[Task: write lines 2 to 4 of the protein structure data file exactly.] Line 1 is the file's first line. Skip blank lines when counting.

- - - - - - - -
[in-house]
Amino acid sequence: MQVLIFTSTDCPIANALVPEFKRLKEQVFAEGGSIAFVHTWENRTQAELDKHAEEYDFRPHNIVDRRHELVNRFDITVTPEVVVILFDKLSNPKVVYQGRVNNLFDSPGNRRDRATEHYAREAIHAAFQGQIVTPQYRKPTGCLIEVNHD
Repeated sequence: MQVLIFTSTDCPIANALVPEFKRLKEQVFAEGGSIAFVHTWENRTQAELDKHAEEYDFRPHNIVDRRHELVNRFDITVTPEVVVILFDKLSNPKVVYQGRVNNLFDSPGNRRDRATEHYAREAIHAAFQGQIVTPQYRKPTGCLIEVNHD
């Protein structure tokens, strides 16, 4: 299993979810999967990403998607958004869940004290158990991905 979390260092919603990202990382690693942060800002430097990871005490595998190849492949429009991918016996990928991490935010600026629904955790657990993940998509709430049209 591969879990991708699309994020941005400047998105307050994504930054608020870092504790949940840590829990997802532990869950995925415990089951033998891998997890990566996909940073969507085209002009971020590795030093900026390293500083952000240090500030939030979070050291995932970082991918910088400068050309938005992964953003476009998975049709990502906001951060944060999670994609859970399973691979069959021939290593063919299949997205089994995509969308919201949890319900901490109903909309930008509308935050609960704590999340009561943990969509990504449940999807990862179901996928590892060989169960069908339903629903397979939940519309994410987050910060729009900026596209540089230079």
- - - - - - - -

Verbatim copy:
Amino acid sequence: MQVLIFTSTDCPIANALVPEFKRLKEQVFAEGGSIAFVHTWENRTQAELDKHAEEYDFRPHNIVDRRHELVNRFDITVTPEVVVILFDKLSNPKVVYQGRVNNLFDSPGNRRDRATEHYAREAIHAAFQGQIVTPQYRKPTGCLIEVNHD
Repeated sequence: MQVLIFTSTDCPIANALVPEFKRLKEQVFAEGGSIAFVHTWENRTQAELDKHAEEYDFRPHNIVDRRHELVNRFDITVTPEVVVILFDKLSNPKVVYQGRVNNLFDSPGNRRDRATEHYAREAIHAAFQGQIVTPQYRKPTGCLIEVNHD
């Protein structure tokens, strides 16, 4: 299993979810999967990403998607958004869940004290158990991905 979390260092919603990202990382690693942060800002430097990871005490595998190849492949429009991918016996990928991490935010600026629904955790657990993940998509709430049209 591969879990991708699309994020941005400047998105307050994504930054608020870092504790949940840590829990997802532990869950995925415990089951033998891998997890990566996909940073969507085209002009971020590795030093900026390293500083952000240090500030939030979070050291995932970082991918910088400068050309938005992964953003476009998975049709990502906001951060944060999670994609859970399973691979069959021939290593063919299949997205089994995509969308919201949890319900901490109903909309930008509308935050609960704590999340009561943990969509990504449940999807990862179901996928590892060989169960069908339903629903397979939940519309994410987050910060729009900026596209540089230079």